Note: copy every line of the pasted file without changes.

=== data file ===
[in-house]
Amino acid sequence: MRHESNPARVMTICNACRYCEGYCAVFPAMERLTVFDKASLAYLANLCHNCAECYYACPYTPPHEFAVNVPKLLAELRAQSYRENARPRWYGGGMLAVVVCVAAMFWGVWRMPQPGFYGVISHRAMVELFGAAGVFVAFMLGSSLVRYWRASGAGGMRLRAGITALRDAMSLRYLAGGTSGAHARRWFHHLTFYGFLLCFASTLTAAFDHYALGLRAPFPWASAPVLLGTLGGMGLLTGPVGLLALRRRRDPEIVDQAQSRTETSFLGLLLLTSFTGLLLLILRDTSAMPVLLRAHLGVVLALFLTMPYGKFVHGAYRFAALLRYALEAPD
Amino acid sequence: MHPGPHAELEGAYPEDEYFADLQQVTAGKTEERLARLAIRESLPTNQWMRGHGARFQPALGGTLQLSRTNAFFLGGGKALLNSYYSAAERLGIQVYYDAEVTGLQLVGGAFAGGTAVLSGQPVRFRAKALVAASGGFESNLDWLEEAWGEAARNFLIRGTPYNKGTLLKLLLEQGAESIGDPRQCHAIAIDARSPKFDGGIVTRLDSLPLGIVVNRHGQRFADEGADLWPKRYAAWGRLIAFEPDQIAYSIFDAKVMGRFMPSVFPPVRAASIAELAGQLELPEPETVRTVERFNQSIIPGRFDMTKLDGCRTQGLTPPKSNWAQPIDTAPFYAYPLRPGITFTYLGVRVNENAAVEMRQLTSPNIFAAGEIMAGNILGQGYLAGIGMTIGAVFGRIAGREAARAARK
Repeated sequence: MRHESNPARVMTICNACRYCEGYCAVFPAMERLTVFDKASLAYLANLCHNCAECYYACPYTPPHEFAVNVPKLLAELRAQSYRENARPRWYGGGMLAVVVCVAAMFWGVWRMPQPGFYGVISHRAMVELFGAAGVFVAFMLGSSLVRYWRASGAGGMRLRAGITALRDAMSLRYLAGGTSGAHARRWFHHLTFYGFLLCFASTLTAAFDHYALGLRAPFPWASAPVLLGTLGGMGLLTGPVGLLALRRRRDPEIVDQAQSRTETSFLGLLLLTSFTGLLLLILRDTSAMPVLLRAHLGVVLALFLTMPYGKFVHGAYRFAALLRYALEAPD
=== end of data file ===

[in-house]
Amino acid sequence: MRHESNPARVMTICNACRYCEGYCAVFPAMERLTVFDKASLAYLANLCHNCAECYYACPYTPPHEFAVNVPKLLAELRAQSYRENARPRWYGGGMLAVVVCVAAMFWGVWRMPQPGFYGVISHRAMVELFGAAGVFVAFMLGSSLVRYWRASGAGGMRLRAGITALRDAMSLRYLAGGTSGAHARRWFHHLTFYGFLLCFASTLTAAFDHYALGLRAPFPWASAPVLLGTLGGMGLLTGPVGLLALRRRRDPEIVDQAQSRTETSFLGLLLLTSFTGLLLLILRDTSAMPVLLRAHLGVVLALFLTMPYGKFVHGAYRFAALLRYALEAPD
Amino acid sequence: MHPGPHAELEGAYPEDEYFADLQQVTAGKTEERLARLAIRESLPTNQWMRGHGARFQPALGGTLQLSRTNAFFLGGGKALLNSYYSAAERLGIQVYYDAEVTGLQLVGGAFAGGTAVLSGQPVRFRAKALVAASGGFESNLDWLEEAWGEAARNFLIRGTPYNKGTLLKLLLEQGAESIGDPRQCHAIAIDARSPKFDGGIVTRLDSLPLGIVVNRHGQRFADEGADLWPKRYAAWGRLIAFEPDQIAYSIFDAKVMGRFMPSVFPPVRAASIAELAGQLELPEPETVRTVERFNQSIIPGRFDMTKLDGCRTQGLTPPKSNWAQPIDTAPFYAYPLRPGITFTYLGVRVNENAAVEMRQLTSPNIFAAGEIMAGNILGQGYLAGIGMTIGAVFGRIAGREAARAARK
Repeated sequence: MRHESNPARVMTICNACRYCEGYCAVFPAMERLTVFDKASLAYLANLCHNCAECYYACPYTPPHEFAVNVPKLLAELRAQSYRENARPRWYGGGMLAVVVCVAAMFWGVWRMPQPGFYGVISHRAMVELFGAAGVFVAFMLGSSLVRYWRASGAGGMRLRAGITALRDAMSLRYLAGGTSGAHARRWFHHLTFYGFLLCFASTLTAAFDHYALGLRAPFPWASAPVLLGTLGGMGLLTGPVGLLALRRRRDPEIVDQAQSRTETSFLGLLLLTSFTGLLLLILRDTSAMPVLLRAHLGVVLALFLTMPYGKFVHGAYRFAALLRYALEAPD